WARSAW, Poland — The European Union has voiced its worries over Sunday’s Belarusian referendum which enables the authorities there to modify the constitution’s article describing Belarus as a “nuclear-free zone” and a “neutral” state, potentially allowing Russia to deploy additional nuclear weapons along NATO’s eastern flank.
Josep Borrell, the head of the European Union’s foreign affairs and security policy, said in a tweet Monday the vote was carried out by Belarusian president Alexander Lukashenko “to gain additional tools to further consolidate his power.”
“The deletion of Article 18 on Belarus’s non-nuclear status is greatly worrying,” Borrell said.
The development comes amid Russia’s invasion of Ukraine and intensifying threats by the former country’s president, Vladimir Putin, directed at the West. The authoritarian leader has warned NATO allies that their interference in Moscow’s war against Kyiv could lead to a nuclear conflict in Europe.
Organized on the initiative of Lukashenko, who remains one of Putin’s closest foreign allies, the constitutional referendum had a turnout of 78.6 percent, of which 65.2 percent were said to approve the proposed amendments, according to official data released by the state-run Central Election Commission.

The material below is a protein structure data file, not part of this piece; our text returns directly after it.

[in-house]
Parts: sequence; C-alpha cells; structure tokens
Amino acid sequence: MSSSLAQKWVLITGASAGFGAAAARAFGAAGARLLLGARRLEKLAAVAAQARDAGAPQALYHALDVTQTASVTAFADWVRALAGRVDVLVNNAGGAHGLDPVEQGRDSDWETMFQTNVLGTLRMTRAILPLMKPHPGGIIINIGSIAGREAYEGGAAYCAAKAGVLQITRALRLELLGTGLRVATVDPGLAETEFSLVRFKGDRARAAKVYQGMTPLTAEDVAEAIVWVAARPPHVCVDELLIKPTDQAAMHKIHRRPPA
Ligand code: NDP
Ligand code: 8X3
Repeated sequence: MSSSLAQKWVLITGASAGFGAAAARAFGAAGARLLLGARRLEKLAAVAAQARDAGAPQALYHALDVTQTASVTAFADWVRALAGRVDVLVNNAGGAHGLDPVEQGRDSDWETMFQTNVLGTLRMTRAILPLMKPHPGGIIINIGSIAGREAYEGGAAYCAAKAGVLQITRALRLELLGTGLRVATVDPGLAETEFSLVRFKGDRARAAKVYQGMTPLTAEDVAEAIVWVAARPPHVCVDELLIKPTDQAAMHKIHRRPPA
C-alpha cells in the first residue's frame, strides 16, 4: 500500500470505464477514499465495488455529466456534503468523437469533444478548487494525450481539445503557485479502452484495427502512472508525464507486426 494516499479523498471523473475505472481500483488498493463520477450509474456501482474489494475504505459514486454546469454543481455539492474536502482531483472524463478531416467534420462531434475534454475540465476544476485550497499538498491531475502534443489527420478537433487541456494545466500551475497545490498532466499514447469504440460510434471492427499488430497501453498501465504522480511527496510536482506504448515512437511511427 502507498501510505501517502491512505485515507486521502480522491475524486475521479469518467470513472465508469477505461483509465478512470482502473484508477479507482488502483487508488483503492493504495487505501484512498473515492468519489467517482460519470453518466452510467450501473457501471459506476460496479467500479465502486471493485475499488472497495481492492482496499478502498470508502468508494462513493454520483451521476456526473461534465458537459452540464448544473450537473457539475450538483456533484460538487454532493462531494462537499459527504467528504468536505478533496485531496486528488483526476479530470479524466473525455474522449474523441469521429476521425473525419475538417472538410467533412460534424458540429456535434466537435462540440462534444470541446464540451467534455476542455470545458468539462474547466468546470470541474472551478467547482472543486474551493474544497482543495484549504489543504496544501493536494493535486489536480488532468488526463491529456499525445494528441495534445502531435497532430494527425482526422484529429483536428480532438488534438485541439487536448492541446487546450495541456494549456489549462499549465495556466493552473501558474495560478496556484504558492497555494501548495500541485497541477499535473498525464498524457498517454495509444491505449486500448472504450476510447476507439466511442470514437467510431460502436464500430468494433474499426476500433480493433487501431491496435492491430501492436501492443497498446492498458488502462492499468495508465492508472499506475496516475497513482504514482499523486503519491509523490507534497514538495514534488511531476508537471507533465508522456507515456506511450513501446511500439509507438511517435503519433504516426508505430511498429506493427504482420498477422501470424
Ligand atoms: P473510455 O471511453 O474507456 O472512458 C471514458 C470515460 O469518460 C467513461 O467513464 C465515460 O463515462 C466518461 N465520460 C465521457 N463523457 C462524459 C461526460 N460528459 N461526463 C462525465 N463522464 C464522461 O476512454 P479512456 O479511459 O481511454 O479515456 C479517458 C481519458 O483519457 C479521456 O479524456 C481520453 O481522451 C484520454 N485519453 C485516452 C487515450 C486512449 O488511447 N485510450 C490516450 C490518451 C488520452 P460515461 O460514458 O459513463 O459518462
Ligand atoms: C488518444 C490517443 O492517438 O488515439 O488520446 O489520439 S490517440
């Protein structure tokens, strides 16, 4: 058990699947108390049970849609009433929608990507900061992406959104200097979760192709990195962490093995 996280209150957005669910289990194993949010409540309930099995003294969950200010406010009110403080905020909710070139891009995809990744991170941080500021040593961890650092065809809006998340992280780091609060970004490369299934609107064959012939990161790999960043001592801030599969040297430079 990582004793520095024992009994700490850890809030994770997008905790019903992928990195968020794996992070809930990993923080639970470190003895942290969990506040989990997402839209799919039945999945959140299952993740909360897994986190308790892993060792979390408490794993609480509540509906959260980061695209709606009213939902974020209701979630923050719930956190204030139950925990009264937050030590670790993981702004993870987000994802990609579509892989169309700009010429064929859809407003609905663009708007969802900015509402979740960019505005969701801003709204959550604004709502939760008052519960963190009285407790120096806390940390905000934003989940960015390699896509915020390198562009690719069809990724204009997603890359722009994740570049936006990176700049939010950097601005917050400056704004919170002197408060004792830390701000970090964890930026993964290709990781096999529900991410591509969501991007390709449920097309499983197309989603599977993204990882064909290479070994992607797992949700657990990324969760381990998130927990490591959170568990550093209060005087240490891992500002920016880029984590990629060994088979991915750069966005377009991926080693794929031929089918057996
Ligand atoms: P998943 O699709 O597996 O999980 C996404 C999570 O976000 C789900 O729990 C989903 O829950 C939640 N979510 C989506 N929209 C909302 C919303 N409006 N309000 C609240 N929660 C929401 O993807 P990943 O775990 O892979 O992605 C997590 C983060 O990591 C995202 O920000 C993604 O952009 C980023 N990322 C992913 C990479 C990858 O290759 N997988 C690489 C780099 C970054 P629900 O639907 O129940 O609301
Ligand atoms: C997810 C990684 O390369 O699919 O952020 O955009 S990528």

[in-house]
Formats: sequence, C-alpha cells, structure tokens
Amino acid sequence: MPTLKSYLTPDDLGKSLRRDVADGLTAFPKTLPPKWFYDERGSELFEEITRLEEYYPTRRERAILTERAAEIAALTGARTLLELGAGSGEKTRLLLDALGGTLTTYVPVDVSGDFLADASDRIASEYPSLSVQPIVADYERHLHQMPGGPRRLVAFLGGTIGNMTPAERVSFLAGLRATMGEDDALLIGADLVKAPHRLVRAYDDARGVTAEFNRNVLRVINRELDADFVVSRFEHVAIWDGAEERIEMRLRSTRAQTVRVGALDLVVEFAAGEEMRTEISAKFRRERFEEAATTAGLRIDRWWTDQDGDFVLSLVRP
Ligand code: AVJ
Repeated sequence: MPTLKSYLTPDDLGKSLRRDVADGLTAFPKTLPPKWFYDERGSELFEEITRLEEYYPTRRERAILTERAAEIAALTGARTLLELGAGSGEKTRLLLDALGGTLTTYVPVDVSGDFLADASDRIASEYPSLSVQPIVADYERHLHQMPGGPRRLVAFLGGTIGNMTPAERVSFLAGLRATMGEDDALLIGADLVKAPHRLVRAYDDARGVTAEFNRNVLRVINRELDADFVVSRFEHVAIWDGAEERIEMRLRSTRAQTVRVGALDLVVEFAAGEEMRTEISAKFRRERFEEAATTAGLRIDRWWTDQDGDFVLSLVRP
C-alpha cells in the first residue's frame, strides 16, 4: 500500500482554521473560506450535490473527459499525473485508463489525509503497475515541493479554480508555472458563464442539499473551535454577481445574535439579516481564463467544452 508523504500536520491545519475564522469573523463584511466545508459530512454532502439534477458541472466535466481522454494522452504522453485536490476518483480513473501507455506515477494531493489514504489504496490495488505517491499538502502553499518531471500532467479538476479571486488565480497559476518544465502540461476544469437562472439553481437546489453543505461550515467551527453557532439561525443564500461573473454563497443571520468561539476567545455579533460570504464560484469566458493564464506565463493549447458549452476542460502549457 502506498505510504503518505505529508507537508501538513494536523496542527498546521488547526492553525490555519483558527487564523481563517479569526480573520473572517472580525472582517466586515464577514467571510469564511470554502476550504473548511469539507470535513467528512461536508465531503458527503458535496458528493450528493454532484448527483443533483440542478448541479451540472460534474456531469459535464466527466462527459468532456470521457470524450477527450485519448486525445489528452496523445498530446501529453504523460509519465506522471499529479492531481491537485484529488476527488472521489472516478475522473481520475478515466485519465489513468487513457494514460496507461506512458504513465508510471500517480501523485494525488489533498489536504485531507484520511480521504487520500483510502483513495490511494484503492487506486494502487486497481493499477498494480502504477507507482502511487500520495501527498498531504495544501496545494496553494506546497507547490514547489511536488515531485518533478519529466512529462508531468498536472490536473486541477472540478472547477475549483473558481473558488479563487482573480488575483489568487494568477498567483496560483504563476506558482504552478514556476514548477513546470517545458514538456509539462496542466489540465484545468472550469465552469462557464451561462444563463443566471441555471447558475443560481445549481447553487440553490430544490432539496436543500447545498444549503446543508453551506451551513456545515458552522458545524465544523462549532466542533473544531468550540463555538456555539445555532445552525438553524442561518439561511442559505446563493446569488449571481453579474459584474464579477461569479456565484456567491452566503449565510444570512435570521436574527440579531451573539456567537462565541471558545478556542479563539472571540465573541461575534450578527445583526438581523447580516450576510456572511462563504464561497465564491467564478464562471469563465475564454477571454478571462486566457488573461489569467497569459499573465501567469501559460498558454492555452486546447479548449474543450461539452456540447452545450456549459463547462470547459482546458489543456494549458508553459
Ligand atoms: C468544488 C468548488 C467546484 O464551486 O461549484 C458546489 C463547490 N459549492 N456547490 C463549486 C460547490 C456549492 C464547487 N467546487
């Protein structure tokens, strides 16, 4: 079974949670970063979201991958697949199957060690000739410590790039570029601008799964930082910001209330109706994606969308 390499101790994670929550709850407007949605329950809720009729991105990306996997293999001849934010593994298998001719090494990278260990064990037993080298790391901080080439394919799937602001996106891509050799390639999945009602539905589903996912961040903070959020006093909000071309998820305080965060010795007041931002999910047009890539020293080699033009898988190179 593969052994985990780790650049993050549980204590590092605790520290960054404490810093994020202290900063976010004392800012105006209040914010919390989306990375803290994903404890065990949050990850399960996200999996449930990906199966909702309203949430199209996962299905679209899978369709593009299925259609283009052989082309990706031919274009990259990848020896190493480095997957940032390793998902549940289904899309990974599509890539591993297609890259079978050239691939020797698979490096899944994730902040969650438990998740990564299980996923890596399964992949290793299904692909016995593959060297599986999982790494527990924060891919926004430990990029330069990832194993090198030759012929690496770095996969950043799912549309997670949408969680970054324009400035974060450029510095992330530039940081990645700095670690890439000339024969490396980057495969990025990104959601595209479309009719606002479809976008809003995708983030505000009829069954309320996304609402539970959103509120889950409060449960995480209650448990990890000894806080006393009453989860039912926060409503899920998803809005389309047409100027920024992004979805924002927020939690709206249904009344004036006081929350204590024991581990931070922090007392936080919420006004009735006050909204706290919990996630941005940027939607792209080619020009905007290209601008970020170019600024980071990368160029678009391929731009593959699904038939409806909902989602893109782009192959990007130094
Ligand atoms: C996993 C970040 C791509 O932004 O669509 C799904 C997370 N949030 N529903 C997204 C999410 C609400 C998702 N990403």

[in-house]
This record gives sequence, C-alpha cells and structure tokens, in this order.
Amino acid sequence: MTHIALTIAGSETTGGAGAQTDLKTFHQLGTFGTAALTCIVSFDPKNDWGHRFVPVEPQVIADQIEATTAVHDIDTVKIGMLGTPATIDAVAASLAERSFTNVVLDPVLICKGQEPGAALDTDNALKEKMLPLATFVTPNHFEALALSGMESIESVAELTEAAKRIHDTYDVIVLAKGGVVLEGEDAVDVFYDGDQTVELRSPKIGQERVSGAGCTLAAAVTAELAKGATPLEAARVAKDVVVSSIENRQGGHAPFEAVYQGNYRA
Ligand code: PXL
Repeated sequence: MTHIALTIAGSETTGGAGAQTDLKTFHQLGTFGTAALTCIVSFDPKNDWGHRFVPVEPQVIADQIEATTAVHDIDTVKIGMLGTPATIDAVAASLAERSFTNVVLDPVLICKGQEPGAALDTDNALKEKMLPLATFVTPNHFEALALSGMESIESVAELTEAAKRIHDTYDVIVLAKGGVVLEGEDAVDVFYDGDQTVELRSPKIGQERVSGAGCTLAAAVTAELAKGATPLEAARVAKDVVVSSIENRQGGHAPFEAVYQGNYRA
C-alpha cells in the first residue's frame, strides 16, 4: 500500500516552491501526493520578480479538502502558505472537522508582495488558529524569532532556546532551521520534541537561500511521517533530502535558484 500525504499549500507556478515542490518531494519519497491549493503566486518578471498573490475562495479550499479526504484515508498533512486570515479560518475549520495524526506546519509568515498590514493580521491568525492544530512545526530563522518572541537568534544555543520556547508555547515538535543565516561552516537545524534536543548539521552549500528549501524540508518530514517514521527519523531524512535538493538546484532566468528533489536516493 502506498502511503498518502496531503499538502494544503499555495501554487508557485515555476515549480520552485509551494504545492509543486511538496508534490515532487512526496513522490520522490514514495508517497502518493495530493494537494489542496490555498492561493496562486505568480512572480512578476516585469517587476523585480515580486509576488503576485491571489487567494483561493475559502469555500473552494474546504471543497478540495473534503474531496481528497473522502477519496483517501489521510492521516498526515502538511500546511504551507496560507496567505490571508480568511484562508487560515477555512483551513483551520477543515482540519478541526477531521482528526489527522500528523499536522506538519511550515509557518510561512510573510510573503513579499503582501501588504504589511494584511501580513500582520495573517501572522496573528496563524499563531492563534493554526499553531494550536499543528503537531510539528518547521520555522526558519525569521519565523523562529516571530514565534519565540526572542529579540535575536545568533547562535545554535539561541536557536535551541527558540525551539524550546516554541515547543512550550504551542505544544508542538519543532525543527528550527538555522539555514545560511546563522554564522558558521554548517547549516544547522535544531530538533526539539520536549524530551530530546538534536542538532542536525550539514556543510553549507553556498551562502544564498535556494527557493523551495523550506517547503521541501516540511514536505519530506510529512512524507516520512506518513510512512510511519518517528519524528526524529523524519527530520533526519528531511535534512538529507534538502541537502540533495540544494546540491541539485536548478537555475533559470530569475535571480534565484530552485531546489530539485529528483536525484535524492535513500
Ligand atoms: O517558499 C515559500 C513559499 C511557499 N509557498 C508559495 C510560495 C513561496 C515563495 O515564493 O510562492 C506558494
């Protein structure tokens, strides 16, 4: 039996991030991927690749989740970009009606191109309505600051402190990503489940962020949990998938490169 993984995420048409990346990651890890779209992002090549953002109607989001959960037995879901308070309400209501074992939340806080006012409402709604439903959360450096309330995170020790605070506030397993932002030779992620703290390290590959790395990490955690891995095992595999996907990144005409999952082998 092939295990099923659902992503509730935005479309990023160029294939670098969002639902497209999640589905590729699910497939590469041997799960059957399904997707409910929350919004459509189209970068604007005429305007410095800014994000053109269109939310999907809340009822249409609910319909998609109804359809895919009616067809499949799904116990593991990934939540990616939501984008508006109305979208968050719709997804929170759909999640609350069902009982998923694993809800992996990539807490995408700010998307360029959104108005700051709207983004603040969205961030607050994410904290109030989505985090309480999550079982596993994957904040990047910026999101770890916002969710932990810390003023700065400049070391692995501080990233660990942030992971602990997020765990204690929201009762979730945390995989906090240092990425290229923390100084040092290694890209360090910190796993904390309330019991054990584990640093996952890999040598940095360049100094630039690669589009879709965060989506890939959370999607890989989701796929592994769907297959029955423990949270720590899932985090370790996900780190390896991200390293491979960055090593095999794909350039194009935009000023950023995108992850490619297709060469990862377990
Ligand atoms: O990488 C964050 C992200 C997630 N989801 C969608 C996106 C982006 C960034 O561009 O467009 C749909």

Numerous Western organizations, such as the Stockholm-based International Institute for Democracy and Electoral Assistance, have decried the referendum as “held in an environment of fear and repression,” and the vote was accompanied by mass arrests of protestors.
Lukashenko’s regime has long depended economically and militarily on the Kremlin’s support. On Feb. 24, Belarus facilitated Russia’s attack on Ukraine by allowing Russian tanks to roll across the Belarusian-Ukrainian border.
Last November, Lukashenko announced Minsk was in talks with Moscow to acquire Iskander missile systems for the Belarusian armed forces. This would allow Belarus to increase its missile launchers’ range from about 300 km (186 miles) to 500 km (311 miles), he said.
Jaroslaw Adamowski is the Poland correspondent for Defense News.